Those who are adopted probably have more questions than others. Being adopted, my adoptive parents were always open about my background and were pretty sure about my hereditary cultural background. So, I always felt pretty sure from where my ancestors came.  However, being the curious sort, I opted to do the testing offered by Ancestry.com – this was done several years ago. Most of my suspicions about my background were confirmed, but there were a few surprises. Having received the results, I did not bother with the DNA results again – until recently.

Again, television advertising led me to go back and review my results. The ads were touting that the results were now being able to give you more detailed locations as to where one’s ancestors came from and even migration timelines. So, I revisited those DNA results. And, what a change!
Originally, I was given the following estimates that no longer apply:

            15% from Ireland/Scotland/Wales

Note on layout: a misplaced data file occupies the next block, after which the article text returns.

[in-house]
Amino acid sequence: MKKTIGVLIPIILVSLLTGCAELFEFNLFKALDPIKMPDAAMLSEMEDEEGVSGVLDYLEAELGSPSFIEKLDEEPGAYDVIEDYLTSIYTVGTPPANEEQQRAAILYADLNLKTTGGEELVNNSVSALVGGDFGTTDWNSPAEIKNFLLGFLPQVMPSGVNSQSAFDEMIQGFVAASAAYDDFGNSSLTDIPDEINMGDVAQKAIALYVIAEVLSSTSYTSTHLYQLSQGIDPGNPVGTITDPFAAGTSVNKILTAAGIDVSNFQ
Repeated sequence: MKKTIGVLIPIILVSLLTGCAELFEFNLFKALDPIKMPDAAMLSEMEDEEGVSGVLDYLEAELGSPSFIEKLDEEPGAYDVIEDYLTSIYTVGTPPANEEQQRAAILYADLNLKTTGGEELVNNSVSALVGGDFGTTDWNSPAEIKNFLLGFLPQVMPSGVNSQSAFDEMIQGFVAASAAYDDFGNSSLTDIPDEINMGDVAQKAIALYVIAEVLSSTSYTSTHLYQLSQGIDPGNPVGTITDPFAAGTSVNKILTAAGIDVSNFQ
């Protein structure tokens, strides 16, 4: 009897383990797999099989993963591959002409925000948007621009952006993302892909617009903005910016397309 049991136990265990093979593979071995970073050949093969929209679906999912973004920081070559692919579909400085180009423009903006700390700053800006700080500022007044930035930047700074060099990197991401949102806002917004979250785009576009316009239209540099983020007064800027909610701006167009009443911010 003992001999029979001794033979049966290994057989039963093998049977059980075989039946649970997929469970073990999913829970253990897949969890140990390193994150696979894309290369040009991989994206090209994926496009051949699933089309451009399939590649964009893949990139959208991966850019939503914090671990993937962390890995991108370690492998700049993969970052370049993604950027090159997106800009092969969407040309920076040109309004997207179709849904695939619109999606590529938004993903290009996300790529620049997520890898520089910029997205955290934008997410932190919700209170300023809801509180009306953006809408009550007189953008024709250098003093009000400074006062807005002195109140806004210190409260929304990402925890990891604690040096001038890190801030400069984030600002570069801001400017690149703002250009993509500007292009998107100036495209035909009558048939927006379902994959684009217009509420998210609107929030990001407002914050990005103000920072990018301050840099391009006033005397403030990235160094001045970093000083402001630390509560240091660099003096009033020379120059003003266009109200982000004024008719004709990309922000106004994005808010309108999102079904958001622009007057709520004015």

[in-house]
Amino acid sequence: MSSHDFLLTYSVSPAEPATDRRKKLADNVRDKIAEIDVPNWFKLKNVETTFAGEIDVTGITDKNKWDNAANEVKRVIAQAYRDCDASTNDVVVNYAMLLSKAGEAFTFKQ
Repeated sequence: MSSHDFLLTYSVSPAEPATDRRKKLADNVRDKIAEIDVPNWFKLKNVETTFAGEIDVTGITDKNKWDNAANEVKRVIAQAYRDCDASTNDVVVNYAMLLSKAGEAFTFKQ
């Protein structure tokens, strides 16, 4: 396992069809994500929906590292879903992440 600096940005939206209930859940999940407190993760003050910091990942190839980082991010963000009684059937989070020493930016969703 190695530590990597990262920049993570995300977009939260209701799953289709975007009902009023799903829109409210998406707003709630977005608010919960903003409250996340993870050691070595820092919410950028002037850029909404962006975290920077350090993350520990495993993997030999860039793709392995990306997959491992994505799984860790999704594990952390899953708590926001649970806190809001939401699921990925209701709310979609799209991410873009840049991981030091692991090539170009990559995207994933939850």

5% from South Europe
              4% from Iberian Peninsula (Spain/Portugal)
              3% from Eastern Europe
              1% from Finland/Northwest Russia

Next, I was originally given the following estimates that have changed:

            Great Britain is now 39% - an increase from 9%
            Norway is now 27% - refined from the generality of Scandinavia of 20%
            France is now 21% - refined from the generality of Western Europe of 43%
            Sweden is now 17% - refined from the generality of Scandinavia of 20%

So, I originally went from having a potential of eight nationalities in my background (some of which were pretty general) to having just four:  Great Britain, Norway, France, and Sweden.
I have to admit that I am surprised by the proportion of my background to be English and also the inclusion of Sweden. But overall, it’s satisfying to get these refined results as I always did wonder about some of the background given in the initial results.

I guess I will not wait again for a couple of years to pass before checking those results.